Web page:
Key Insights from SAFe 4.0

I’m a big fan of Dean Leffingwell and his work on the Scaled Agile Framework (SAFe). He’s been bringing lean thinking to software development for some time now. I work in a massive IT organization that has identified SAFe as how we’d like to develop software going forward.

Listen for these key concepts in the video below.

  • The Customer and the Value Stream are key to the framework
  • Value streams are the central organizing construct for SAFe.
  • SAFe as a model, organizes around value, and this helps speed delivery
  • Funding value streams vs. funding Agile Release Trains (ARTs)
  • When Requirements are needed vs. the concept of Solution Intent
  • General purpose solutions vs. ‘bespoke’ solutions

Over the past few years, I have heard many software development professionals say things like, “It’s a pretty good concept, but it doesn’t work in the real world.” or “SAFe doesn’t account for Architecture or other enablers.” 

If you are in IT, you owe it to yourself to get up to speed not just on SAFe, but on the underlying lean thinking concepts that are driving it. If you don’t, you risk getting left behind both organizationally, and in your IT career.

Bob H – April 28, 2017


Key Links

Scaled Agile Framework home: http://www.scaledagileframework.com/

Lean-Agile Mindset Abstract: http://www.scaledagileframework.com/lean-agile-mindset/

Value Streams Abstract: http://www.scaledagileframework.com/value-streams/

Team Kanban Abstract: http://www.scaledagileframework.com/team-kanban/

 

What to Look for in 2012

I’ve become a raving fan of Matthew May’s work. He is a lean thinker without apology and without pretense. His messages are cogent, concise, and adaptable. I’ve been happy to share his work with others in the course of my day to day kaizen in AT&T’s vast IT landscape. In his blog post, “6 Important Marketing Trends To Watch In 2012” Matt gives us some insight on the coming months. I really enjoyed the post, (re-posted below) and I hope you will find it useful as well.
Bob H
03 Jan 2012

6 Important Marketing Trends To Watch In 2012

Every year around this time, we shift our focus from “the year in review” to “the year ahead.” Trend reports abound, and with a bit of searching you can usually find one targeted to whatever your specific business niche might be. Too often, though, these trend reports get delivered in overwhelming PowerPoint decks crammed with head-spinning data, charts and graphs.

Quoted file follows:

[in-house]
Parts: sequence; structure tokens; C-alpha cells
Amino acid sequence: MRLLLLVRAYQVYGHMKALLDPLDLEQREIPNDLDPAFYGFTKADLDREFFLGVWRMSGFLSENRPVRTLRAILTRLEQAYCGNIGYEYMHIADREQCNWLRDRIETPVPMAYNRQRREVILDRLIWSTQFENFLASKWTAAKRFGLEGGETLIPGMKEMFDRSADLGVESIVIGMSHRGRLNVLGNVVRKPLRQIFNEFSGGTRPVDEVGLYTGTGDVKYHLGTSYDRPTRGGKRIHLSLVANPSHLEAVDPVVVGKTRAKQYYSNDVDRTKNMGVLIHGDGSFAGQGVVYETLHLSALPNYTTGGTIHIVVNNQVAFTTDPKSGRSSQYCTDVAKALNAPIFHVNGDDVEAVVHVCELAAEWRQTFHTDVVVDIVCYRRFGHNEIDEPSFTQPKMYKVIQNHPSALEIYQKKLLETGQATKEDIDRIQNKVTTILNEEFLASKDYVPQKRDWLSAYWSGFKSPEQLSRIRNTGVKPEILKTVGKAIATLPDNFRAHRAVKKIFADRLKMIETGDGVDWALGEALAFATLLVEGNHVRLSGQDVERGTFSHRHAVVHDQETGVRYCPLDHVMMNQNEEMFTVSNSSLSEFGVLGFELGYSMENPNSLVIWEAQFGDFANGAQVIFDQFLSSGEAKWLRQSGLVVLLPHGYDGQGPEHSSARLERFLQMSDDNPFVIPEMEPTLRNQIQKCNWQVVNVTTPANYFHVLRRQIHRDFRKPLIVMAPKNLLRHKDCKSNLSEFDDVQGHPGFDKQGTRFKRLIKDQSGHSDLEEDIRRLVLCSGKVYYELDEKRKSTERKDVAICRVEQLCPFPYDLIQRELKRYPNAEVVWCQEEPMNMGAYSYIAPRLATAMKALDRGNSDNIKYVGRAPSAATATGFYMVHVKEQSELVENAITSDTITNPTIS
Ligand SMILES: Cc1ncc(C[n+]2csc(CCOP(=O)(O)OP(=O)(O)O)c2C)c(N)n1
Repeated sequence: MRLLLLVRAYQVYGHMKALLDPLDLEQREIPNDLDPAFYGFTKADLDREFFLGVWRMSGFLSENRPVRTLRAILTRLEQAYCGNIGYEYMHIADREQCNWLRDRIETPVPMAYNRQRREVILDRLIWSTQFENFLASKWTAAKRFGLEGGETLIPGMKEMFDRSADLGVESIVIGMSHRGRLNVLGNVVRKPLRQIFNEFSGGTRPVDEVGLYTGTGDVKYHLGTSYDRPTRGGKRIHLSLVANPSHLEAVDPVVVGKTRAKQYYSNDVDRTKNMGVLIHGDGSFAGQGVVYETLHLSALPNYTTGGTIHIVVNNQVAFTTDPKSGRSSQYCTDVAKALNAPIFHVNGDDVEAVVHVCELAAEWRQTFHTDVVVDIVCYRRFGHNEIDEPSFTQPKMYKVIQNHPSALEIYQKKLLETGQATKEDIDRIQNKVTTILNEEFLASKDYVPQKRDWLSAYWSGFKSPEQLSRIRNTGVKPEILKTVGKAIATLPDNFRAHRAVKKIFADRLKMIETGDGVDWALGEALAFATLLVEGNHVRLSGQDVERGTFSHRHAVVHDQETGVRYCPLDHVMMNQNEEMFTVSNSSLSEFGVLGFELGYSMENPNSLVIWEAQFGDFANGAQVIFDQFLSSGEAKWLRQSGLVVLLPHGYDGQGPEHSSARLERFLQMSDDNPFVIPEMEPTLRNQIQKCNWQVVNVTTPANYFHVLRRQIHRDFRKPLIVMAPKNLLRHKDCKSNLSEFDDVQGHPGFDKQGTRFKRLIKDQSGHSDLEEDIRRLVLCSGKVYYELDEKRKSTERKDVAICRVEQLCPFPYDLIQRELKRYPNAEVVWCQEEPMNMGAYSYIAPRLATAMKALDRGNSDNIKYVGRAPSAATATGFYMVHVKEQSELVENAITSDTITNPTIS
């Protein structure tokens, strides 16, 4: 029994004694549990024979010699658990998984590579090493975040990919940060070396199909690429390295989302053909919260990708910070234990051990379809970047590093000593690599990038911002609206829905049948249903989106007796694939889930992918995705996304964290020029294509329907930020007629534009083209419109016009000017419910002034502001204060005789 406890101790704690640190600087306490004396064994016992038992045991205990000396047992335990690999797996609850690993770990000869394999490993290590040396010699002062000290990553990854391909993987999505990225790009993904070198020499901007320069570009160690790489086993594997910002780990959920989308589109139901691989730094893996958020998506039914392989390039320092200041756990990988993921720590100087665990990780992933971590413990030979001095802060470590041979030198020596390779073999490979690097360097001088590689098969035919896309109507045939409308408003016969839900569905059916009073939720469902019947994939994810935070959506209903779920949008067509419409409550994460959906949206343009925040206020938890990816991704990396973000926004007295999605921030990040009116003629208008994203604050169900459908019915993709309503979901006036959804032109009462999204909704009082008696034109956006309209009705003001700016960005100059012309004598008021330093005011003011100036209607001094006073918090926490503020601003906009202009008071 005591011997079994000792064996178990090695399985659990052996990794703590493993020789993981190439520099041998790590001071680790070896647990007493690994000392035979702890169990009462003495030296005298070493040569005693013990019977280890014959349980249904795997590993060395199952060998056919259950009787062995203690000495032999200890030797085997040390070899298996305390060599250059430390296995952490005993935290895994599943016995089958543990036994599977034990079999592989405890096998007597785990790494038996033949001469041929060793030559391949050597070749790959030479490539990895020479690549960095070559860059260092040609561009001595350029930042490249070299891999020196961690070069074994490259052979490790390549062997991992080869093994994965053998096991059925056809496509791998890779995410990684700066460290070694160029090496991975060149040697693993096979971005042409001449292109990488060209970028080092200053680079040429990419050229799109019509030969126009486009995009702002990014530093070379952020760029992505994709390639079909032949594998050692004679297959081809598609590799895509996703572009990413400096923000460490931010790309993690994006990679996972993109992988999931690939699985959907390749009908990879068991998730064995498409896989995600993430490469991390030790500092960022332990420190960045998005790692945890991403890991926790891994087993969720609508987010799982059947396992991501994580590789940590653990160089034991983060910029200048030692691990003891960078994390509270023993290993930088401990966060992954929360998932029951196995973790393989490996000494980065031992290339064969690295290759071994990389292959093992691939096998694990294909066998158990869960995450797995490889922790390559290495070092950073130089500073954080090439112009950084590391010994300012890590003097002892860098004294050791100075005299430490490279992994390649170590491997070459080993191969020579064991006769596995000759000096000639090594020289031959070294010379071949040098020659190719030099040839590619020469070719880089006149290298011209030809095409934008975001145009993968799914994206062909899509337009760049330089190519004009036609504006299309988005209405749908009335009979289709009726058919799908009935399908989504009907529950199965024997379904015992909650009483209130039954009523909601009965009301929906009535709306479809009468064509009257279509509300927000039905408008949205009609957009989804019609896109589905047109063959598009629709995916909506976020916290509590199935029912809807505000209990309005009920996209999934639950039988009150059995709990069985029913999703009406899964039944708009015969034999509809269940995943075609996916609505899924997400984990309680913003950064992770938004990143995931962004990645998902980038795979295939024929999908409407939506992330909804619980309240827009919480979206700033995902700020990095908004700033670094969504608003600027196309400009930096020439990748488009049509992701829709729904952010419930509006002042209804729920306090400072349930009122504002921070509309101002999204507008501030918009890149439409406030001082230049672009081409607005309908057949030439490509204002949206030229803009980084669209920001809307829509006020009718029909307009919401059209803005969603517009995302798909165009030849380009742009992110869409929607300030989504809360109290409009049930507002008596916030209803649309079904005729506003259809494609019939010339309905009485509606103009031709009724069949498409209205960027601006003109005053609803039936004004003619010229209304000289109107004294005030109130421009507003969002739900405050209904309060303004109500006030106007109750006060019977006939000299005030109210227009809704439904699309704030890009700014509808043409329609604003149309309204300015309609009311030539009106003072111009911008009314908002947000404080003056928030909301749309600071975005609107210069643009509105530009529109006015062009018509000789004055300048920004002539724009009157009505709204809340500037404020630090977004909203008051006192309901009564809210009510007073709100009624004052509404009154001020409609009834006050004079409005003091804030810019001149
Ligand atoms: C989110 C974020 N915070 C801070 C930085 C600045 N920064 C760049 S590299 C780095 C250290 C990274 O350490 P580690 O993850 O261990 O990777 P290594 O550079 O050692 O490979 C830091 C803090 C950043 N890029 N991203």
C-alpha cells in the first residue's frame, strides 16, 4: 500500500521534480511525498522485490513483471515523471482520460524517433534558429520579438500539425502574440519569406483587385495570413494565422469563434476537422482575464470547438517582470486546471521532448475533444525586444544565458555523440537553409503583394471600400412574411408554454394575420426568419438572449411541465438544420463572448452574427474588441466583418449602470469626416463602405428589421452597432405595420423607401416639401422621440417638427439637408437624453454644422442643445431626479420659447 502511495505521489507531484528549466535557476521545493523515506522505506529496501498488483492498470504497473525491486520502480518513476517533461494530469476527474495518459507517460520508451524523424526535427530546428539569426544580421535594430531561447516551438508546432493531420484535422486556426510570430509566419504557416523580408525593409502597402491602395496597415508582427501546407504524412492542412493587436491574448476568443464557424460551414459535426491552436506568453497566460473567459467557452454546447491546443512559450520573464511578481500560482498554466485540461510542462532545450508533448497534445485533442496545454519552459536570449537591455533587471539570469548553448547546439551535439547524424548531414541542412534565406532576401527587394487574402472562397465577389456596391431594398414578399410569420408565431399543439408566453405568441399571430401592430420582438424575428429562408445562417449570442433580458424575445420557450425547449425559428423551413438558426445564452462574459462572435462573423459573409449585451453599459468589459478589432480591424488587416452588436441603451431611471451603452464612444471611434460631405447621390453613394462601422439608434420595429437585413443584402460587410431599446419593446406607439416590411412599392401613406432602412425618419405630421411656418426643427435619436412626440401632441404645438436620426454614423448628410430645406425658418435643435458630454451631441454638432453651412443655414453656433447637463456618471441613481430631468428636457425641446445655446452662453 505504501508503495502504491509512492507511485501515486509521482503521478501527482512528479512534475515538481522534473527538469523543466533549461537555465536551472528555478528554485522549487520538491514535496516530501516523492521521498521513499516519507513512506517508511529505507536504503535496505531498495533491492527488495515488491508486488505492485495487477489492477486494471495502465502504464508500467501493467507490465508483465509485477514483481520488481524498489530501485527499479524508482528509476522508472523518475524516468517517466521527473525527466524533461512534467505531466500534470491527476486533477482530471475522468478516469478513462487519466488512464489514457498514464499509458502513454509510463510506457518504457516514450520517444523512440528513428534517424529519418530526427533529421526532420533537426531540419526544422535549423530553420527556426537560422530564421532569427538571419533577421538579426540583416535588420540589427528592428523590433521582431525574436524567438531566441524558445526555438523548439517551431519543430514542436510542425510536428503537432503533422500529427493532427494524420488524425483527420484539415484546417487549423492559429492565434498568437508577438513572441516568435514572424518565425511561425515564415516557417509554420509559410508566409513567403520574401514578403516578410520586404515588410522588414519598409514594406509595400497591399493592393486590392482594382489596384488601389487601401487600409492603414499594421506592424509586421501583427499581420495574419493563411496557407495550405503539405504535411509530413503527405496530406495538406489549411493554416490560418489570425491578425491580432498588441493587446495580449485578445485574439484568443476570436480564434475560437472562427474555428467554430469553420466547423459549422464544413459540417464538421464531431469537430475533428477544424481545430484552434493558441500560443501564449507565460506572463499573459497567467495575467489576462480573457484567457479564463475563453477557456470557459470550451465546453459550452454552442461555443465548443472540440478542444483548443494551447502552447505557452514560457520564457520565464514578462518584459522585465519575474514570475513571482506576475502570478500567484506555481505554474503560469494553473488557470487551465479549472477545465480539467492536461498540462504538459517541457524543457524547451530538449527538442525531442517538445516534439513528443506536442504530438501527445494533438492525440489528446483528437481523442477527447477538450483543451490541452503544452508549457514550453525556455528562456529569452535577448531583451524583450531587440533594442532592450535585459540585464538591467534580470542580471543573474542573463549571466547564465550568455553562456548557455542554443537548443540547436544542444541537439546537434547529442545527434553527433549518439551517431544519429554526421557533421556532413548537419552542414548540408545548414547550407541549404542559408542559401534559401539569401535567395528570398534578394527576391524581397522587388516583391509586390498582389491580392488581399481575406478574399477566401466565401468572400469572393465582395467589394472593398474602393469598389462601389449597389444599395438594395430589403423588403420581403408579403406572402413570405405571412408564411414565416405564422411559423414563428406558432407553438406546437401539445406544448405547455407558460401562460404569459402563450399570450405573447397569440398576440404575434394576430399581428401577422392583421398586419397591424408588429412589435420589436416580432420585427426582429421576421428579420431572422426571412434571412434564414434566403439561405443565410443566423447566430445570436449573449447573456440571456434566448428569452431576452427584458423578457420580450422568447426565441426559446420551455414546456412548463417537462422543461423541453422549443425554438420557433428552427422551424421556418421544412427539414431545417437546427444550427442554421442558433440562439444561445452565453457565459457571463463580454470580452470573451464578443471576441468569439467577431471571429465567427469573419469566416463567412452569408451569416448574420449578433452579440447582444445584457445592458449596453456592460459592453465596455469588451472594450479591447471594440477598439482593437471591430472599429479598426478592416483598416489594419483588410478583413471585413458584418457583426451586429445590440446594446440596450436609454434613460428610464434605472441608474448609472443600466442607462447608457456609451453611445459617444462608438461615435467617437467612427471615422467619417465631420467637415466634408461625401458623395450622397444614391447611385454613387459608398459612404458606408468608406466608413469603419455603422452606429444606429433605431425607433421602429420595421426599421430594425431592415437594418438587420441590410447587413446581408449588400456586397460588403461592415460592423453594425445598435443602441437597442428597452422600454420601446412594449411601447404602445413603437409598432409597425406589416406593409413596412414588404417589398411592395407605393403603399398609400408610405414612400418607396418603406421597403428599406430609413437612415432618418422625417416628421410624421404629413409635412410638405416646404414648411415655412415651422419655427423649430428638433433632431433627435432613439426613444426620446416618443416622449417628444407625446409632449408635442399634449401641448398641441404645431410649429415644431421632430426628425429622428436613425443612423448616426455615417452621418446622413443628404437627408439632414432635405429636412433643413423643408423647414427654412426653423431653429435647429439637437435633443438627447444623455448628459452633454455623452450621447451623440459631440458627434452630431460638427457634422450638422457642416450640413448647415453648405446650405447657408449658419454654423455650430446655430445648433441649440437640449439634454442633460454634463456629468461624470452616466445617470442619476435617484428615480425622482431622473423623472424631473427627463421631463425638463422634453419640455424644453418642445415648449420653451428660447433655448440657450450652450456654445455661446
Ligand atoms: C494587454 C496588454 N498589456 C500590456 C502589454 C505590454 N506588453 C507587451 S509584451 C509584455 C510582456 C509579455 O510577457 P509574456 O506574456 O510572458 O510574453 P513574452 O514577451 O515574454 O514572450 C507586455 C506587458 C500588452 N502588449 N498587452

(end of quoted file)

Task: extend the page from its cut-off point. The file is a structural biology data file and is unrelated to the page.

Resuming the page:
The renowned brand strategy consultancy Landor saves us that migraine in their look ahead with an eminently digestible article that looks at a host of different marketing areas–naming, demographics, image sharing, China, mobile technology, on-demand media, design, innovation, change, and the notion of trends itself–and answers three simple questions: What can we expect in 20102? What is the impact on brands? What brands stand out?

Here are the most relevant trends for entrepreneurs, startups, and small businesses for 2012, in the context of marketing and branding.

1. Abstract is the new concrete. Names–for products, for companies–will get more abstract. “Finding a name that is unique, memorable, and–very important–ownable, has become increasingly challenging,” states Jason Bice of Landor. “Names that are coined, abstract, or arbitrary stand the greatest chance of clearing the multiple hurdles involved in the naming process.”

The implication is that you need to become a better storyteller. “Coined names come with zero baggage,” continues Bice. “Unfortunately, they also come without a built-in meaning. Couple that with brands being increasingly accountable to a very vocal and socially networked public, and story becomes a crucial part of what a name needs to deliver.”

2. Boomers–they’re baaack! The 47-65-year-old demographic, aka Baby Boomers, is an afterthought for most marketers. That means the estimated 77 million boomers in the United States are undermessaged and underserved.